Fishladder unveils annual journal of art, writing

GVL / Courtesy - Kathryn Davis

GVL / Courtesy – Kathryn Davis

Jenny Adkins

After a year’s worth of work, Grand Valley State University’s student journal of art and writing, Fishladder, released its 15th edition to a crowd of contributors, editors and guests Friday, April 13. The journal, which features fiction and nonfiction writing, poetry, art and photography, was formally released to the public during its annual unveiling event.

Fishladder Editors-in-Chief Chiara Licari and Kathryn Davis revealed the journal together alongside Assistant Editor Maria McKee to a crowd of fellow editors, guests and students who submitted work. Licari said releasing the journal to the public at the unveiling event is a point of finality for the Fishladder staff.

“It’s like taking a beautiful breath and sighing,” Licari said. “It’s really nice for (Fishladder) to be done and for people to see and read all of these beautiful pieces that we’ve been able to publish. Whatever Kathryn and I did, it was to bring these works together, but really, it’s the writers that have made this.”

During the event, featured journal contributors presented their work to the crowd, including Schyler Perkins, who read his nonfiction piece titled “Alcoholism and Oil Deficiencies, or Hydrocarbons: An Essay About Breaking Down.” Perkins said despite his fear of reading his piece aloud, it was exciting to finally have his work published and shared.

“It feels kind of cathartic and reaffirming to have your work out there, especially as an author who has not published before,” Perkins said. “It feels good, but it also has an anxiety to it, that (feeling of) letting your child go out into the world.”

For staff members like Assistant Nonfiction Editor Nick Kondyles, the reveal was their first time seeing the aesthetic of the journal.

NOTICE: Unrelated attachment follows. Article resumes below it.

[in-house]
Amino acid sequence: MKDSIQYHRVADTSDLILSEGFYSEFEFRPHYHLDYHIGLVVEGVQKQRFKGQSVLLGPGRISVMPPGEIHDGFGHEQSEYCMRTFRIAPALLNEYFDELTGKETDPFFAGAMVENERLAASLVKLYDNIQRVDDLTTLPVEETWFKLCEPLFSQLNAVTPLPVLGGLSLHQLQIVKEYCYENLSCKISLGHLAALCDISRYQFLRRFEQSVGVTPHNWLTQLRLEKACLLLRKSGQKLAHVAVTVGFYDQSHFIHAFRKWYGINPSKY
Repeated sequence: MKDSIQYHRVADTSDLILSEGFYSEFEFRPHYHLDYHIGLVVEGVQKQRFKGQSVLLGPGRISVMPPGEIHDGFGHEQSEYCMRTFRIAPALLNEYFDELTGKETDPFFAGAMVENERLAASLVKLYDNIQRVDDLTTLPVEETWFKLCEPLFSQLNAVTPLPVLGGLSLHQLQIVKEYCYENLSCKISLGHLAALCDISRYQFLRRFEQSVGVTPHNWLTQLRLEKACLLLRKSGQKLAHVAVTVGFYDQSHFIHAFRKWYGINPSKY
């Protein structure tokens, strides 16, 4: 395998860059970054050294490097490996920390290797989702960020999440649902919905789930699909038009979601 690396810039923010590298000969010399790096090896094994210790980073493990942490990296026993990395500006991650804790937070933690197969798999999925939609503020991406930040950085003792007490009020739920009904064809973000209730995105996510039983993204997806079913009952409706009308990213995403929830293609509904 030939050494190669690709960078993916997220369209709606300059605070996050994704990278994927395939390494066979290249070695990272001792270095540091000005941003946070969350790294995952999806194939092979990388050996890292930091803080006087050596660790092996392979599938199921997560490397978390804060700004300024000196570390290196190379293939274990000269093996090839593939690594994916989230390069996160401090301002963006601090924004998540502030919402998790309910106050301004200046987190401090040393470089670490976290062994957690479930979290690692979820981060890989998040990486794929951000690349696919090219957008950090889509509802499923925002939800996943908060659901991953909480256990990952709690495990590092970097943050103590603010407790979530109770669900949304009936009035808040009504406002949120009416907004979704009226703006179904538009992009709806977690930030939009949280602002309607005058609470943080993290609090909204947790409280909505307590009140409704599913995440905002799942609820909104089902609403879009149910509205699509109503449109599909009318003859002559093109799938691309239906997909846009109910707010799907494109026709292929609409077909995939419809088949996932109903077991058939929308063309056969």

“The finished product is very culminating to see, but it’s also very surprising to see,” Kondyles said. “My favorite part of the year is to see what the cover looks like.”

Davis said after sorting through hundreds of submissions, editing work and designing the journal throughout the year, she was most excited to continue to surprise readers. Last year, Fishladder made a shift from a rectangular journal to a square one sporting a minimalist cover, but this year, Davis is primarily excited about the prowess of this issue’s writers.

“We always work really hard, but we worked especially hard this year to refuse to settle for any works that we didn’t find really, really incredible,” Davis said. “The overall level in the quality of the content is (something) I’m really excited about people getting a chance to access.”

That quality is achieved through a diverse cast of contributors, Davis said. The product of their creative efforts is best seen through both the turnout of the unveiling ceremony and the skilled writing and art within the journal, she said.

“We get people from all different majors and different areas of the country,” Davis said. “There’s a wide array of people (submitting), so it’s really fun to see what happens when those people get together.”

A goal of the Fishladder team is to raise awareness of the publication within the community. With some form of name recognition already established, Davis said, the next step is to have readers understand that the journal is full of rich, inspiring writing.

“Fishladder is not just a journal for artists and writers—it’s a journal for people who are seeking entertainment, seeking art, seeking literature, seeking relief and empathy,” Davis said. “Our hope is always that the journal will be one that draws enough attention from the rest of campus and from the people who read it that it can really make an impact in our community.”

With Davis and Licari both graduating, the duo said releasing the journal at the event came with the realization that their time at GVSU was coming to a close. Despite no longer being part of the publication, Davis said seeing the support and pride in the faces of those who attended the unveiling was inspiring.

“(Fishladder) is a really great platform for students to share their voices and their stories,” Licari said. “It’s a great honor to be able to publish something like that.”

Copies of Fishladder can be picked up in Lake Ontario Hall, Room 326.